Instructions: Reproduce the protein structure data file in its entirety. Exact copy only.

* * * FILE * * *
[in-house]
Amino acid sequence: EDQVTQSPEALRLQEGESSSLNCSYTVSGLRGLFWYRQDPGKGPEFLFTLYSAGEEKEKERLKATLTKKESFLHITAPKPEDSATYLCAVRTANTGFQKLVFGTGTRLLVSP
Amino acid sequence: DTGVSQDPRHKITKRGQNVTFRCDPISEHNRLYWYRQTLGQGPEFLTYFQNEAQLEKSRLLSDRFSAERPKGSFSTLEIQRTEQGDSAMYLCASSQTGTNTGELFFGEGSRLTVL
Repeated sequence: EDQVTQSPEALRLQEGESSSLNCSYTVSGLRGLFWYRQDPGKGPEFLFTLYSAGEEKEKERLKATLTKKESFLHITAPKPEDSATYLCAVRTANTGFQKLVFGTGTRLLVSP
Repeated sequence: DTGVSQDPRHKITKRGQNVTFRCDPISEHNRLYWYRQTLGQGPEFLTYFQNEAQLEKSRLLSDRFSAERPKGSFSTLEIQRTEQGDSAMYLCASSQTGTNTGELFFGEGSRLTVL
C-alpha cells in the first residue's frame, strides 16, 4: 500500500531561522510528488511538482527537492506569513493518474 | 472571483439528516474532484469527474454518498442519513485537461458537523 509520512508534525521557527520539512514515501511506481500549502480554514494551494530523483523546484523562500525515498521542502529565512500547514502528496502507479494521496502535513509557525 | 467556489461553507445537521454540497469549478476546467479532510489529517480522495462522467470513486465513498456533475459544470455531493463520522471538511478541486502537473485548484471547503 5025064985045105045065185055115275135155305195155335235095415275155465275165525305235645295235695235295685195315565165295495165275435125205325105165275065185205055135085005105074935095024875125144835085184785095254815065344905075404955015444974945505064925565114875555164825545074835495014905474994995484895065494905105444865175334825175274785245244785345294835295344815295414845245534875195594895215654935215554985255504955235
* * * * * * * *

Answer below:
[in-house]
Amino acid sequence: EDQVTQSPEALRLQEGESSSLNCSYTVSGLRGLFWYRQDPGKGPEFLFTLYSAGEEKEKERLKATLTKKESFLHITAPKPEDSATYLCAVRTANTGFQKLVFGTGTRLLVSP
Amino acid sequence: DTGVSQDPRHKITKRGQNVTFRCDPISEHNRLYWYRQTLGQGPEFLTYFQNEAQLEKSRLLSDRFSAERPKGSFSTLEIQRTEQGDSAMYLCASSQTGTNTGELFFGEGSRLTVL
Repeated sequence: EDQVTQSPEALRLQEGESSSLNCSYTVSGLRGLFWYRQDPGKGPEFLFTLYSAGEEKEKERLKATLTKKESFLHITAPKPEDSATYLCAVRTANTGFQKLVFGTGTRLLVSP
Repeated sequence: DTGVSQDPRHKITKRGQNVTFRCDPISEHNRLYWYRQTLGQGPEFLTYFQNEAQLEKSRLLSDRFSAERPKGSFSTLEIQRTEQGDSAMYLCASSQTGTNTGELFFGEGSRLTVL
C-alpha cells in the first residue's frame, strides 16, 4: 500500500531561522510528488511538482527537492506569513493518474 | 472571483439528516474532484469527474454518498442519513485537461458537523 509520512508534525521557527520539512514515501511506481500549502480554514494551494530523483523546484523562500525515498521542502529565512500547514502528496502507479494521496502535513509557525 | 467556489461553507445537521454540497469549478476546467479532510489529517480522495462522467470513486465513498456533475459544470455531493463520522471538511478541486502537473485548484471547503 5025064985045105045065185055115275135155305195155335235095415275155465275165525305235645295235695235295685195315565165295495165275435125205325105165275065185205055135085005105074935095024875125144835085184785095254815065344905075404955015444974945505064925565114875555164825545074835495014905474994995484895065494905105444865175334825175274785245244785345294835295344815295414845245534875195594895215654935215554985255504955235